THE MIDDLE EAST
The economy of the Middle East is very diverse. The Middle Eastern states have been known to be relatively unstable in the past few decades, experiencing many growth and decline cycles. The individual economies in the Middle East range from free market economies to government-led socialist economies. Together, the region is most well known for their oil production and exportation. Therefore, the status of the oil industry significantly affects the entire region.
The Middle East experienced the greatest economic growth during a 20-year period from 1965-1985. The growth was facilitated by the dramatic global increase in gas prices, which were stimulated by the 1972 Arab-Israeli War and the subsequent Iranian Revolution. As oil prices reached new highs, most states in the Middle East benefited from the heightened economy. Not just the oil-producing states (Iran, Iraq, Saudi Arabia, Kuwait, the United Arab Emirates, and Qatar) benefited from the high export earnings. Although oil-producing states benefited directly, non oil-producing Middle Eastern states also reaped some of the benefits.
Because of this newfound wealth, enormous social achievements occurred in the region. School enrollment went up dramatically, increasing adult literacy from 34% in 1970 to 53% in 1990. Adult life expectancy rose by 10 years, and infant mortality cut in half; however, not all results of this newfound wealth were positive. The income gap widened drastically among the Middle Eastern states. While some of the smaller, major oil-producing states, particularly those among the Gulf were able to achieve GDP per capita levels that challenged or surpassed Western European states, others—such as Jordan or Yemen—remained among the poorest in the world.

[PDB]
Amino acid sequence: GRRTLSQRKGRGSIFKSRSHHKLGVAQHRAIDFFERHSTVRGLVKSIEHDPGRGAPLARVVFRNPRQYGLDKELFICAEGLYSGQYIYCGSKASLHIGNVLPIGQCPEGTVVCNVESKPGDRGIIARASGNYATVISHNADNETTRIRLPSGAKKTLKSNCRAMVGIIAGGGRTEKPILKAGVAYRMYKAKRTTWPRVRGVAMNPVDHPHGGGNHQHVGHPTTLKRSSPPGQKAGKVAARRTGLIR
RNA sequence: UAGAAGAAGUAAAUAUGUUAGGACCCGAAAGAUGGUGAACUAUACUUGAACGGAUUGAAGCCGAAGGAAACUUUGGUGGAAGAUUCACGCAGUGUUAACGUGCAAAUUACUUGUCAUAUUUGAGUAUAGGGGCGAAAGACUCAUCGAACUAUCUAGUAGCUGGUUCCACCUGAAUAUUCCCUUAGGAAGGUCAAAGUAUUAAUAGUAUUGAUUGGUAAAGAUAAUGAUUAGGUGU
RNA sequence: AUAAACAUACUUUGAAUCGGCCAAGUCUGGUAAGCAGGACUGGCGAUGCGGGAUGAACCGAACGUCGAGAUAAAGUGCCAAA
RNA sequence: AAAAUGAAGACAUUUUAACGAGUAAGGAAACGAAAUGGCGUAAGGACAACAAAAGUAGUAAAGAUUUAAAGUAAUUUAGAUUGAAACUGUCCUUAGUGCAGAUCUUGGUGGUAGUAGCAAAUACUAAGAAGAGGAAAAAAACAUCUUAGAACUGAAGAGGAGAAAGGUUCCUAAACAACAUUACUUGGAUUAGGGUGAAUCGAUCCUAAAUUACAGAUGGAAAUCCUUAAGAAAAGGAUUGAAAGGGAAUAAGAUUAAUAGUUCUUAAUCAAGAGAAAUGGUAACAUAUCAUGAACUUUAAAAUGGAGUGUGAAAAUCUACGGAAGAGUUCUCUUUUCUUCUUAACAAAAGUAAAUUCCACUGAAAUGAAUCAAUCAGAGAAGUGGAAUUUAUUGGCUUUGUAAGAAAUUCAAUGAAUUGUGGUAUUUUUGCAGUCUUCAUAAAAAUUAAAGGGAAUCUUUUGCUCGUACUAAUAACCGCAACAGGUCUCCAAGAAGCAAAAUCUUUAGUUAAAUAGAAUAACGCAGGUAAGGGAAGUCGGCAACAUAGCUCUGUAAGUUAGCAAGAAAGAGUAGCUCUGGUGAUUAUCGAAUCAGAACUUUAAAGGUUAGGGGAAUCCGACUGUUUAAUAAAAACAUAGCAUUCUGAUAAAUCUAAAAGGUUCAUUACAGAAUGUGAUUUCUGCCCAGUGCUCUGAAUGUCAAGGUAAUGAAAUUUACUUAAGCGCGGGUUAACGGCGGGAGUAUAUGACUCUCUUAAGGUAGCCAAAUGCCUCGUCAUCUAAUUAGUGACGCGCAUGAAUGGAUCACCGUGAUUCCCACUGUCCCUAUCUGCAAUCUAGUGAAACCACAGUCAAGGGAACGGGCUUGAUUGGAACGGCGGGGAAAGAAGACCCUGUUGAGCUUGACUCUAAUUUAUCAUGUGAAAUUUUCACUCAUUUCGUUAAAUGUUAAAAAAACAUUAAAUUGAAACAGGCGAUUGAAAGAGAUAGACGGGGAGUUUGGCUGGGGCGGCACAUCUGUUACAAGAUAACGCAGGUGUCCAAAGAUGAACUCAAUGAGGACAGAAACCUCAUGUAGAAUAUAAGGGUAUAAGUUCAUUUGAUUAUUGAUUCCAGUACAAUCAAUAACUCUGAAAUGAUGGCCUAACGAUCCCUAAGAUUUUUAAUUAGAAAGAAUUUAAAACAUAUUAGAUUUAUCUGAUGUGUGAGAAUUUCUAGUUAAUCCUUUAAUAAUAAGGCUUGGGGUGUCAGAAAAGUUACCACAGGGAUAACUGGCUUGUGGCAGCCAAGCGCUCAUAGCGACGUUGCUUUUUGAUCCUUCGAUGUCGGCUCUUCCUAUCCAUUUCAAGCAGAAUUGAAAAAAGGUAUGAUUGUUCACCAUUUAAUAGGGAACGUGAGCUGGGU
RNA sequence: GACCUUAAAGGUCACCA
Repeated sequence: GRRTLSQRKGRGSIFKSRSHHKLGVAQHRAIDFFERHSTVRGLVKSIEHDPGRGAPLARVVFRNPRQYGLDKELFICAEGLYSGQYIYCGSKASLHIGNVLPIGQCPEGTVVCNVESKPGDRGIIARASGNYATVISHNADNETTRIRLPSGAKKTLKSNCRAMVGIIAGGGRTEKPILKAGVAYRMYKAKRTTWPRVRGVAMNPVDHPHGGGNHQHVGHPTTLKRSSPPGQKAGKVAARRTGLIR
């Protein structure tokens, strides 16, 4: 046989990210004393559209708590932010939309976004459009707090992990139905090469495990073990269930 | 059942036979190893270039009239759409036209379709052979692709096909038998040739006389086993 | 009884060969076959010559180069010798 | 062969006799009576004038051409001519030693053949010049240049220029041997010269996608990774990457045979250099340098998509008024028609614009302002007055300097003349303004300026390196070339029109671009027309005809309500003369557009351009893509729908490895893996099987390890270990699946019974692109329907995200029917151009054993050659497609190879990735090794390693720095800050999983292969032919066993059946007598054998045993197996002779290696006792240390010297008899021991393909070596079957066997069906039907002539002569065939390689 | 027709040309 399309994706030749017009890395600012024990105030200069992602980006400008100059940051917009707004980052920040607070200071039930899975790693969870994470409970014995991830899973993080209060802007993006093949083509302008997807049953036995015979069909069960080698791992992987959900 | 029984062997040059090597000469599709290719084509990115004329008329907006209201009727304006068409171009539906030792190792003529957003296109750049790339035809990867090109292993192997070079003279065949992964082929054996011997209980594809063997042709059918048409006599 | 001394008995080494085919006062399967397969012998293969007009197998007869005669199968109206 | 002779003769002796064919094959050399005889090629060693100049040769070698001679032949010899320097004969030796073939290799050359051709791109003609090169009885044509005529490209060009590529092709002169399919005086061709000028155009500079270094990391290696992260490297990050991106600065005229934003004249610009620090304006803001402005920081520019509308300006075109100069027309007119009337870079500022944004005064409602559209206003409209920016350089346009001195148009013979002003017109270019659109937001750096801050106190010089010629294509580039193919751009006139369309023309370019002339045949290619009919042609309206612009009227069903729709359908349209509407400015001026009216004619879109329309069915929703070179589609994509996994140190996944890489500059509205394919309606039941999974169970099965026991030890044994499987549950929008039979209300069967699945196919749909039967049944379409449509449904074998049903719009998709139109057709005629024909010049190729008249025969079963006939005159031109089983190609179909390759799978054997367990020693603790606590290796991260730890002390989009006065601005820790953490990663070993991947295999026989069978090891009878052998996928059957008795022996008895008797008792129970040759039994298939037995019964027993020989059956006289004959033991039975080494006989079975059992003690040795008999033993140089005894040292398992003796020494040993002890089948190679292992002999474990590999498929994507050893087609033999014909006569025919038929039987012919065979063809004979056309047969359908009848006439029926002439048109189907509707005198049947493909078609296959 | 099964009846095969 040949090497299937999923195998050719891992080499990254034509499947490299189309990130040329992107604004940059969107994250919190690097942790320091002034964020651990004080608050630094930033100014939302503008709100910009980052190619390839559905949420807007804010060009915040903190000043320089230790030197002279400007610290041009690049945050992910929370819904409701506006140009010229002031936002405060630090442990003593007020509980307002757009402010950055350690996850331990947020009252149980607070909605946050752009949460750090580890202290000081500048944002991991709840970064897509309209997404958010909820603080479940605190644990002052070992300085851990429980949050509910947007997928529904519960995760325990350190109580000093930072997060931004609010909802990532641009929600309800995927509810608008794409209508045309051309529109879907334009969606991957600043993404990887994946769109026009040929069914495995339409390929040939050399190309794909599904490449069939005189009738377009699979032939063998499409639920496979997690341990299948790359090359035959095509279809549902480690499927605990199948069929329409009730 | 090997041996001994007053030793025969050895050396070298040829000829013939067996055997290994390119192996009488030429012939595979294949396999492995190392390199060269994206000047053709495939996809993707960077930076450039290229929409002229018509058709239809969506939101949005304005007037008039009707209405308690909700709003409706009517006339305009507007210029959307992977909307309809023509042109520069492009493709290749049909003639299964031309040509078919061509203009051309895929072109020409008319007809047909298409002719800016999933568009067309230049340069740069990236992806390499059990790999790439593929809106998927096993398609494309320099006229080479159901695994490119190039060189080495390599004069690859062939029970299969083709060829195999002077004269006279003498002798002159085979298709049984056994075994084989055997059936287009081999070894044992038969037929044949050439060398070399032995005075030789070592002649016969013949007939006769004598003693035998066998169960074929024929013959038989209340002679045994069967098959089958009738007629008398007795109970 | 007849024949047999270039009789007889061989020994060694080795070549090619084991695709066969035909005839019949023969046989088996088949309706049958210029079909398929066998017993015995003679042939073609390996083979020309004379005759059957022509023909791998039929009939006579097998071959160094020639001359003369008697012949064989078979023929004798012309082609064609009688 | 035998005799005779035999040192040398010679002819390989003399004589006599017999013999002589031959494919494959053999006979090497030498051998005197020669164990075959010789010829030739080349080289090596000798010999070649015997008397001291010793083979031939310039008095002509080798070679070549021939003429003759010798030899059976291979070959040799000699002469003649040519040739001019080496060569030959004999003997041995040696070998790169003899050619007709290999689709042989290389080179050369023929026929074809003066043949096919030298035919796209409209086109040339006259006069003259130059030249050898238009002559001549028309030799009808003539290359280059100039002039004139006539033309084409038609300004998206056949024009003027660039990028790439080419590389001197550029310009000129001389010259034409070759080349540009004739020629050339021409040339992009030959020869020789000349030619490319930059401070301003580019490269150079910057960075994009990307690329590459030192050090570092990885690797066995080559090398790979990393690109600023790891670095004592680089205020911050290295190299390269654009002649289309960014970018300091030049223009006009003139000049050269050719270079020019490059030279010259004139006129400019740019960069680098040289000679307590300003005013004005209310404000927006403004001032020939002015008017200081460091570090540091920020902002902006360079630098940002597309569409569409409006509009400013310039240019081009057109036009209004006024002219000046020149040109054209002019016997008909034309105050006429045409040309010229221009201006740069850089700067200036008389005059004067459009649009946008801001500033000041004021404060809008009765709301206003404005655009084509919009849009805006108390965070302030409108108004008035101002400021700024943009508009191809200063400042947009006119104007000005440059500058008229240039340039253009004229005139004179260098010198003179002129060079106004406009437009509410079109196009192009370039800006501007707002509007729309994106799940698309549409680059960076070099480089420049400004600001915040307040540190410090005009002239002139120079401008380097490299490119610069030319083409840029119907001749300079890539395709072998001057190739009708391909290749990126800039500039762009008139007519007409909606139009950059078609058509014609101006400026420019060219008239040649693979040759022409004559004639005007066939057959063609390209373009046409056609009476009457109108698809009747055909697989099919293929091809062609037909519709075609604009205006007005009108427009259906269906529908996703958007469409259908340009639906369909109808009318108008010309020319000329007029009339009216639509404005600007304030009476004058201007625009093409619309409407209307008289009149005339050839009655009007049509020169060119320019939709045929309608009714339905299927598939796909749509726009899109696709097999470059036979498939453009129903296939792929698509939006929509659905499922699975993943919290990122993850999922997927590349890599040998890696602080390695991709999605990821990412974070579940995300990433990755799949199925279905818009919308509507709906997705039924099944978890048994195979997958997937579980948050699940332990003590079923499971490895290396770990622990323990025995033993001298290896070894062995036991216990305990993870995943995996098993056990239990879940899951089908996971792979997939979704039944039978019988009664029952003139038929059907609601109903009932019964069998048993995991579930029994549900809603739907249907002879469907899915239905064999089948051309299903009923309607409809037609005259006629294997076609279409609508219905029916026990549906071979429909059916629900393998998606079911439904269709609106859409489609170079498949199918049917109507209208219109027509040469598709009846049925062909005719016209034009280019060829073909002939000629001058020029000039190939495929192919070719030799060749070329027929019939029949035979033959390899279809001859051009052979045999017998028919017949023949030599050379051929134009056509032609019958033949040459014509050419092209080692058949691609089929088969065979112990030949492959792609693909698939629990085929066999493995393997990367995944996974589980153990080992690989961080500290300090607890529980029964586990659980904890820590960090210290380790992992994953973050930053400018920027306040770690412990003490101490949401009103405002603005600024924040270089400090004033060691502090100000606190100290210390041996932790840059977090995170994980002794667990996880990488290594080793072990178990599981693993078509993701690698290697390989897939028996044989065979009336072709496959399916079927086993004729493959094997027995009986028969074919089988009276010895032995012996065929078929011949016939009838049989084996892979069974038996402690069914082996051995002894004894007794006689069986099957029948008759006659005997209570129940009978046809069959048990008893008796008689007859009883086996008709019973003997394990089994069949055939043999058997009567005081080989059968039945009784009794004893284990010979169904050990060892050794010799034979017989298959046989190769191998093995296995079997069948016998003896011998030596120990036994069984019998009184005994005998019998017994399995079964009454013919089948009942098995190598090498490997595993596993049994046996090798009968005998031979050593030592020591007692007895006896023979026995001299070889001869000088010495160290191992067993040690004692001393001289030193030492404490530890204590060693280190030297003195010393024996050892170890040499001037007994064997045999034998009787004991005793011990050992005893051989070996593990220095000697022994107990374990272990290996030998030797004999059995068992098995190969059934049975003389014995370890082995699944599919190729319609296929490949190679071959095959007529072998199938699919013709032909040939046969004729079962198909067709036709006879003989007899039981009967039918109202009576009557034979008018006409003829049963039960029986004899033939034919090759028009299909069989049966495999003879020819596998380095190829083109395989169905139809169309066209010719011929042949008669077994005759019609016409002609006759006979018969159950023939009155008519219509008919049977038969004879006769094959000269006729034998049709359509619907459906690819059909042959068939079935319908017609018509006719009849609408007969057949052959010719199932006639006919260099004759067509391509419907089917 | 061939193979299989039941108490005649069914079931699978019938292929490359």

In 1986, the price of oil fell drastically as a result of the overproduction of oil. The foreign earnings that had driven large economic growth in the region were drastically reduced. The decline in exports created a major loss of jobs for people in both the oil-producing and non oil-producing states. The non oil-producing states lost all foreign aid form the oil-producing states, creating more of an economic gap in the Middle East.
Currently, economic developments in the Middle East continue to reflect the diversity of conditions existing among the region. Most high-income oil exporters (primarily in the Gulf Coast, including: Saudi Arabia, Kuwait, Oman, and the United Arab Emirates) continue to report solid economic growth and fundamentals. In contrast, other oil-producing countries—Iraq and Libya—are hindered in conflicts that result in vast humanitarian and economic consequences. Oil importers are predominately making continued, uneven progress in advancing economic status, often in line with difficult social conditions and poor political transitions. Most countries in the Middle East struggle with unemployment and overpopulation without the economic and structural reforms to improve conditions.
According to 2014 World Bank Statistics, the Middle East has the lowest regional GDPs in the world at US$1.52 trillion. The leading economy in the Middle East is Saudi Arabia, ranked 18th in the world—according to World Bank nominal GDP statistics. Growth in the Middle East is projected to remain flat at 2.2% in 2015 and beyond, according to the June 2015 issue of Global Economics Prospects. Countries with severe security challenges (Iraq, Libya, and Yemen) or limited economic cushioning (Iran and Iraq) are currently experiencing major economic challenges. According to President Obama, the real crisis in the Middle East is economic. The economies are not only detached from the rest of the world’s, but also from one another. Where most exports in North America, Asia, and Europe remain within those regions, only 16% of the Middle East exports to other Middle Eastern states. Although the economic future of the Middle East appears grim, a number of scientific publications listed in the Web of Science database shows that the standard growth in the Middle East, particularly in Iran, is nearly four times faster than the rest of the world.
NUTRITIONAL PRODUCT MARKET